I would venture a guess that ANY canister filter with clean tubes, and no filter media, would come very close to the specified flow rate. Friction from clean tubes should be very small compared to friction of the filter media.

I sincerely hope I don't sound like a know it all, but I recently had a class on fluid dynamics and am always interested in applying what I learn in school to something useful.

If we are trying to maximize the flow rates, a canister filter with a larger diameter will have less loss from friction and hence higher flow rates.

I have never owned a canister filter so I can only theorize. Am I way off base here?

Hope this helps.
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Old 04-29-2005, 04:54 AM   #19
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The "head height" is is the distance from the top of the water to the outlet. (*edit ok this doesn't sound how I originally intended, I didn't see Jsoong's post but he put it much more eloquently) Since my outlet is just at/under the surface the head height is about 12 inches at most. But I am not sure that this height needs the pump to work against.

Experiment..... get a syphon going with an ordinary hose.... keep the end in the tank at the level and raisethe outside end until the flow stops. This is the point where the pump has to work against gravity.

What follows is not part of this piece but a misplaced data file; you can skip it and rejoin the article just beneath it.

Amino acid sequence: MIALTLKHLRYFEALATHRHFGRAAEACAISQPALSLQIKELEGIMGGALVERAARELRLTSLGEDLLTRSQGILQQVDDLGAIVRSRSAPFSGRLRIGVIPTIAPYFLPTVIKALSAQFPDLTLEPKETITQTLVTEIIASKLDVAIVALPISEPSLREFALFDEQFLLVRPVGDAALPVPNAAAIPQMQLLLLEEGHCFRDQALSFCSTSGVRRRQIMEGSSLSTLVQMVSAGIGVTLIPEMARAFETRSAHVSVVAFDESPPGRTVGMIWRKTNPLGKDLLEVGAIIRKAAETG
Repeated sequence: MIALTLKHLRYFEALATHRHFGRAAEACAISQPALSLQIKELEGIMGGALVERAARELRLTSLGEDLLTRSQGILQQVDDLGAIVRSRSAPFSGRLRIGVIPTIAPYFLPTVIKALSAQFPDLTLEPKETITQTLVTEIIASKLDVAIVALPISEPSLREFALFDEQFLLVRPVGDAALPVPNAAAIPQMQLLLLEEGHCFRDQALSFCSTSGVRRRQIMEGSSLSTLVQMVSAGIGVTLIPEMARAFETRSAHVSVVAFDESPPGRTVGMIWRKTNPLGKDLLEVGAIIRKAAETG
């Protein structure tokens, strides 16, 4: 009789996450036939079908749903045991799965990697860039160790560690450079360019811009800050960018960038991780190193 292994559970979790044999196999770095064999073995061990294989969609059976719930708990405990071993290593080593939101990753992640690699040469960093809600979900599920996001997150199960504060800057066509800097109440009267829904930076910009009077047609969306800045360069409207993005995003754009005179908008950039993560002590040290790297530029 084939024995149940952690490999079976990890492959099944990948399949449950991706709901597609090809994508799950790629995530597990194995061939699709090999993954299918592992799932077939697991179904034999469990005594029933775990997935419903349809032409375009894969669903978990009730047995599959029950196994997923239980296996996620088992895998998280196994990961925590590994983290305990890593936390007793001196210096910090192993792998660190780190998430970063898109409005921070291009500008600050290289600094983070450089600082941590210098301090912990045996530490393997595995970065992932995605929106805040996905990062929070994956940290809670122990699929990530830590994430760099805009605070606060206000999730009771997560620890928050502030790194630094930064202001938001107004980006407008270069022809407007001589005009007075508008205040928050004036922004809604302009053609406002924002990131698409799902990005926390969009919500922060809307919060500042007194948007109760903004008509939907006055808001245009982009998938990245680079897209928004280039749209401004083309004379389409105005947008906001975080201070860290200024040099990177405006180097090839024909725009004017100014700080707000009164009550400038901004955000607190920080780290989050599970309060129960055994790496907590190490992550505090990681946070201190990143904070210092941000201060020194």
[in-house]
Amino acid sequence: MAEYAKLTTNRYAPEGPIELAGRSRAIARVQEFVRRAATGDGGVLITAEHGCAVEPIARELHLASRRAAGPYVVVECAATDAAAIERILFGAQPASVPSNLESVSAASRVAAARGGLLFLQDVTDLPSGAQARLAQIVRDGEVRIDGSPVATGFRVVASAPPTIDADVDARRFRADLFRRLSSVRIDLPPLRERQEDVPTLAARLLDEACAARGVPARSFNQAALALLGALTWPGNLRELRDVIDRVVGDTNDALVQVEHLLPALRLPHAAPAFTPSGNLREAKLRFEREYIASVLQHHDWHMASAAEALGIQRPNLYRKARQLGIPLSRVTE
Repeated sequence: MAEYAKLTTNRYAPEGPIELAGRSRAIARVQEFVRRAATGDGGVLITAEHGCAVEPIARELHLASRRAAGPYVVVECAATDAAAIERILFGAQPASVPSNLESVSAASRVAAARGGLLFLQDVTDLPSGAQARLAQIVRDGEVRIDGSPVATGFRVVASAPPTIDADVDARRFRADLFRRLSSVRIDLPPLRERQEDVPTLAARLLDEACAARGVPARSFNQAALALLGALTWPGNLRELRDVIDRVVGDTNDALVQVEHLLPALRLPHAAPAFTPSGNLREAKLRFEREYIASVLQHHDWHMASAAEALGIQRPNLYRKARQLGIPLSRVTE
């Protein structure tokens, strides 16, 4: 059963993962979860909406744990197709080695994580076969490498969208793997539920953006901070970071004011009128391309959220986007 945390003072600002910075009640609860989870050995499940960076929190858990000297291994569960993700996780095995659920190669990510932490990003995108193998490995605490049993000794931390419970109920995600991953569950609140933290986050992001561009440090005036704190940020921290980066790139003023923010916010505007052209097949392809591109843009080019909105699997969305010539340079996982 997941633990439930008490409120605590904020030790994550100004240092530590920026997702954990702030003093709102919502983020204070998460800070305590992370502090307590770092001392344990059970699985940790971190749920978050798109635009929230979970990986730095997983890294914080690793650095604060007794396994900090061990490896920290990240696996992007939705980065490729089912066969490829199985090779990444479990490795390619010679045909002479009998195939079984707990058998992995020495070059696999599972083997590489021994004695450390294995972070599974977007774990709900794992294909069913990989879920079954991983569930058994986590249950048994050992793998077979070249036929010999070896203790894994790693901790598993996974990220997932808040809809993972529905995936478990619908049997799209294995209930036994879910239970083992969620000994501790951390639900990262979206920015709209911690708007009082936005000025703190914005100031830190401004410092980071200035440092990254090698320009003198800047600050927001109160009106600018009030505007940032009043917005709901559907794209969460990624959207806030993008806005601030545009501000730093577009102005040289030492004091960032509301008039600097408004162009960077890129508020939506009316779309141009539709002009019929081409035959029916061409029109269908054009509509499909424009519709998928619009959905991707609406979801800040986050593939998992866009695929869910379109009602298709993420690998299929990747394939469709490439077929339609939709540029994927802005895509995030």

The height (or lack of) of your pump has nothing to do with it. It is simple physics. The tubes are rigid and the syphon and water pressure will counteract gravity up to the waterlevel of the tank (where your outflow tube is).

However, a full basket of media will affect flow rate. So will surface area of tubing... since the fluval tubing is not smooth it will have a greater impact on flowrate. These two will affect the filters performance much more than the height of the tank (stand... etc.).

However actual flow rate is not the critical acpect (it has been stated in another thread somewhere too), it is volume of water per unit surface are per second, for biological filtration that is utmost. A filtration rate if you will. You need to balance the flow rate with the appropriate amount of media for biological filtration, especially on highly stocked tanks.

Consider a filter with no extra surface area and a maximum flow rate. Now consider a filter so packed with material that the water does not flow. Ok, so in those models we have exteremes. Somewhere in between there is a maximum filtration rate. (If we did the intergral calculus we could find that point, but the equation would be to hard to derive. I'll leave that for the applied mathematicians.)
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Old 04-29-2005, 11:21 AM   #20
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Thanks for detailed explanation in both layman's terms and with forumla, guys. Thanks for the thought and time, Tom and Jchillin. Might just KIS,S and order the Fluval already.